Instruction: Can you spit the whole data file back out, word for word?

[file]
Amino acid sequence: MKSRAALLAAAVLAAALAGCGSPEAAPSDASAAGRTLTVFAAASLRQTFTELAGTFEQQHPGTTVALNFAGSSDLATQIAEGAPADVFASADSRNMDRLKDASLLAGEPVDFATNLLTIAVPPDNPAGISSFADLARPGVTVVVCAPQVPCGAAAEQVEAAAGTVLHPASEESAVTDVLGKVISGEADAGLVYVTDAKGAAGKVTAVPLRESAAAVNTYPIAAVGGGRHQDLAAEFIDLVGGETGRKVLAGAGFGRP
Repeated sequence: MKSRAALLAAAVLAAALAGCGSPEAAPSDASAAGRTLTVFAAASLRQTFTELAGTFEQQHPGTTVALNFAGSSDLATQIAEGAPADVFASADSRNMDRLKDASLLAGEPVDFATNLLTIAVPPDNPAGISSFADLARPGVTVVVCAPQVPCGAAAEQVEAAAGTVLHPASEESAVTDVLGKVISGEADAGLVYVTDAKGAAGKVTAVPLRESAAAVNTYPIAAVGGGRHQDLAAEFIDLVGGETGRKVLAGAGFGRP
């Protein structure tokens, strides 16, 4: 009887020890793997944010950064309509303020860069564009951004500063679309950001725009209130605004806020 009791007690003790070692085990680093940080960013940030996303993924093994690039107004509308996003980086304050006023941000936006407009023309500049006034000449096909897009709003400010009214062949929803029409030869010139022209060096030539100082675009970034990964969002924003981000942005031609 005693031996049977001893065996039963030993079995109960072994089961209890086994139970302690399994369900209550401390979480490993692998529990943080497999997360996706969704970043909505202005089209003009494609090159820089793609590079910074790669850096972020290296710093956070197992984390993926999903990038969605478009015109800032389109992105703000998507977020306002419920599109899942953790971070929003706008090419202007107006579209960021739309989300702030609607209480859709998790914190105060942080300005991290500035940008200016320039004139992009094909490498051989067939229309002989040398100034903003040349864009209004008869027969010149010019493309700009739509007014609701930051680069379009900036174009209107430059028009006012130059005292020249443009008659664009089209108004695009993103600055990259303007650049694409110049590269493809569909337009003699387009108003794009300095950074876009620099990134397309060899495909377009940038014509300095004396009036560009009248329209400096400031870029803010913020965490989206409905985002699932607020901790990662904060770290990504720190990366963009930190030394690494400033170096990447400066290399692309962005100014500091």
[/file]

Amino acid sequence: MKSRAALLAAAVLAAALAGCGSPEAAPSDASAAGRTLTVFAAASLRQTFTELAGTFEQQHPGTTVALNFAGSSDLATQIAEGAPADVFASADSRNMDRLKDASLLAGEPVDFATNLLTIAVPPDNPAGISSFADLARPGVTVVVCAPQVPCGAAAEQVEAAAGTVLHPASEESAVTDVLGKVISGEADAGLVYVTDAKGAAGKVTAVPLRESAAAVNTYPIAAVGGGRHQDLAAEFIDLVGGETGRKVLAGAGFGRP
Repeated sequence: MKSRAALLAAAVLAAALAGCGSPEAAPSDASAAGRTLTVFAAASLRQTFTELAGTFEQQHPGTTVALNFAGSSDLATQIAEGAPADVFASADSRNMDRLKDASLLAGEPVDFATNLLTIAVPPDNPAGISSFADLARPGVTVVVCAPQVPCGAAAEQVEAAAGTVLHPASEESAVTDVLGKVISGEADAGLVYVTDAKGAAGKVTAVPLRESAAAVNTYPIAAVGGGRHQDLAAEFIDLVGGETGRKVLAGAGFGRP
């Protein structure tokens, strides 16, 4: 009887020890793997944010950064309509303020860069564009951004500063679309950001725009209130605004806020 009791007690003790070692085990680093940080960013940030996303993924093994690039107004509308996003980086304050006023941000936006407009023309500049006034000449096909897009709003400010009214062949929803029409030869010139022209060096030539100082675009970034990964969002924003981000942005031609 005693031996049977001893065996039963030993079995109960072994089961209890086994139970302690399994369900209550401390979480490993692998529990943080497999997360996706969704970043909505202005089209003009494609090159820089793609590079910074790669850096972020290296710093956070197992984390993926999903990038969605478009015109800032389109992105703000998507977020306002419920599109899942953790971070929003706008090419202007107006579209960021739309989300702030609607209480859709998790914190105060942080300005991290500035940008200016320039004139992009094909490498051989067939229309002989040398100034903003040349864009209004008869027969010149010019493309700009739509007014609701930051680069379009900036174009209107430059028009006012130059005292020249443009008659664009089209108004695009993103600055990259303007650049694409110049590269493809569909337009003699387009108003794009300095950074876009620099990134397309060899495909377009940038014509300095004396009036560009009248329209400096400031870029803010913020965490989206409905985002699932607020901790990662904060770290990504720190990366963009930190030394690494400033170096990447400066290399692309962005100014500091």